During the past two decades the education of women has been booming in practically all countries. Larger fractions of young women than young men are enrolled in universities in countries as culturally and economically diverse as Brazil, China, and Iran. In the United States, about 57% of the current graduates of four year colleges are women, while women receive 60% of all the master’s degrees. Note the radical change since 1970 when women received only 40 % of the degrees from four-year colleges. A recent report shows that American women are now even getting more PHD degrees than men, although the proportion varies a lot by field. Women receive only about one fifth of all engineering doctorates, and one quarter of all doctorates in computer science and mathematics, but they are getting a majority of the doctorates even in health sciences and biology.
Since earnings are on average strongly related to education levels, a natural issue to consider is the current and future effects of these trends in college enrollment and graduation rates on the earnings of women compared to men. In particular, will the average earnings of women beginbefore long to exceed that of men after being so far behind in the past?
In fact, most countries have experienced sharp reductions in the gender gap in hourly earnings during the past several decades. Again, to use the United States as an example, in 1980 the median weekly earnings of women who worked full time was a little over 60% of the median weekly earnings of full-time men. By 2009, that ratio was just slightly below 80 percent. For younger women, the trends are larger and more dramatic. The ratio of the weekly earnings of fulltime women aged 25-34 to that of men of the same age was only 69% in 1980, but this ratio rose to almost 89% in 2009. The change in the gender earnings gap was also quite large for men and women aged 35-44 years old. The gender gap in earnings at ages 25-44 are relevant for predicting future trends in this gap since these ages incorporate the effects on earnings of the growth in recent years in the education of women relative to men, and these age groups also incorporate the effects of the greater education of women on their commitment to working.
Some simple, although rough, calculations provide an indication of the possible magnitude of the effect of the growth in the education of women on the gender gap in earnings. Assume that men and women are only either college graduates or high school graduates, and that the average college graduate who is working full time earns on average about 60 percent more than the average full time high school graduate of the same sex. To incorporate the gender gap in education, I assume that about 40% of women graduate a four-year college compared to only 26% of men.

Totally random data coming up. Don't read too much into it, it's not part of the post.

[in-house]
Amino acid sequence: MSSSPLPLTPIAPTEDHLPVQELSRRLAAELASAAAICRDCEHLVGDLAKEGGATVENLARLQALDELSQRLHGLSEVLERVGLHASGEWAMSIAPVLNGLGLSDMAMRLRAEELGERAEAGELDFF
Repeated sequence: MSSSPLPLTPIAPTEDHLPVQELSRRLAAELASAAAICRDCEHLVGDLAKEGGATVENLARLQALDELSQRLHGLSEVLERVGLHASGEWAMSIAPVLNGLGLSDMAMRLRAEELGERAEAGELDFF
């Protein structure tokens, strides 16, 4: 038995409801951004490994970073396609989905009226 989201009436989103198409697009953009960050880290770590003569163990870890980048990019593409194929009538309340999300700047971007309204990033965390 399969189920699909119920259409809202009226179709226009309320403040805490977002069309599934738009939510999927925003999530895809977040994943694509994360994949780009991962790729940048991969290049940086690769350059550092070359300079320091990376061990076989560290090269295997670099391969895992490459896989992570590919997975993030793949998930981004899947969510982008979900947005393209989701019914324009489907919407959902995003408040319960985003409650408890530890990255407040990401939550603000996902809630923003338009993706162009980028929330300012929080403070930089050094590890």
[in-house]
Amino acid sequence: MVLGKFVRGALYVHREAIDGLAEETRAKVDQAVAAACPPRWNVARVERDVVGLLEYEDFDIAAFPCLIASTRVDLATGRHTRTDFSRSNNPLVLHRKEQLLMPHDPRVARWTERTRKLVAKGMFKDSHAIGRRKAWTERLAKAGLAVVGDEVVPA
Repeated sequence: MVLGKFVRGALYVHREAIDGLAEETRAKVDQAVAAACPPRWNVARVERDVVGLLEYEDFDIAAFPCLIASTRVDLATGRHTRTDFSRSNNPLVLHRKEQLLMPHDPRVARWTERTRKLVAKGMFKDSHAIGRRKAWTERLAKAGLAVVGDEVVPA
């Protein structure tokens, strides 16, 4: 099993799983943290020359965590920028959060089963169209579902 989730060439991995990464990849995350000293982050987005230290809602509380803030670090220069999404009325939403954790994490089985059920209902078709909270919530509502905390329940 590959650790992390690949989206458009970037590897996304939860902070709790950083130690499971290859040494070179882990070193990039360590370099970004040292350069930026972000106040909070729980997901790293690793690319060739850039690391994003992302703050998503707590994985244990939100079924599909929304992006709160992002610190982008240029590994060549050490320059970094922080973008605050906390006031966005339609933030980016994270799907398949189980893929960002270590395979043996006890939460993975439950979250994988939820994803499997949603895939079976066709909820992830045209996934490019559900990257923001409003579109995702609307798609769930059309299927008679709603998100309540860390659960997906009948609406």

If men and women of the same education received the same earnings, the assumed greater propensity of women to receive a college education would imply that the average earnings of women would exceed the average earnings of men by about 8%. This is a sizable reversal of the usual gender gap in earnings. Of course, a more realistic calculation would recognize that even full time working women of a given number of years of schooling typically earn less than that of full time working men with the same years of schooling. If the gender gap in earnings of men and women with the same schooling years were 15%, than the average woman would earn about 11% less than the average man; on the other hand, if this earnings gender gap were 10%, than the gender gap in average earnings would only be 4%.
Of course, many other factors in addition to years of schooling affect the earnings of women and men. Some women do not work in order to stay home to take care of their children, although the fraction of women who are full time homemakers has sharply declined during the past several decades, and college educated women are more likely to work than are less educated women. In addition, even full time women work fewer hours per week and fewer weeks per year than full time men, again mainly because women typically try to combine work with spending time caring for their children. These considerations help explain why the average earnings of women are below the average earnings of men with the same years of schooling.
On the other side of the ledger, teen age girls are less likely to drop out of high school than are teen age boys, and the earnings of high school dropouts are quite low. Moreover, as I showed at the beginning of this discussion, American women are also more likely to receive post-graduate degrees, and persons with advanced degrees tend to earn a lot more than persons with just four years of college.
Although the average earnings of full time women have not yet overtaken that of full time men, as we ahve shown the gender earnings gap has narrowed substantially. Indeed, in about 30% of all American households with two earners, wives are already earnings more than their husbands. Moreover, if the gender gap in education continues to widen, it may not be long before the average earnings of fulltime women does exceed that of men. This would mark a culmination of a remarkable reversal of the gender gap not only in education but also in earnings.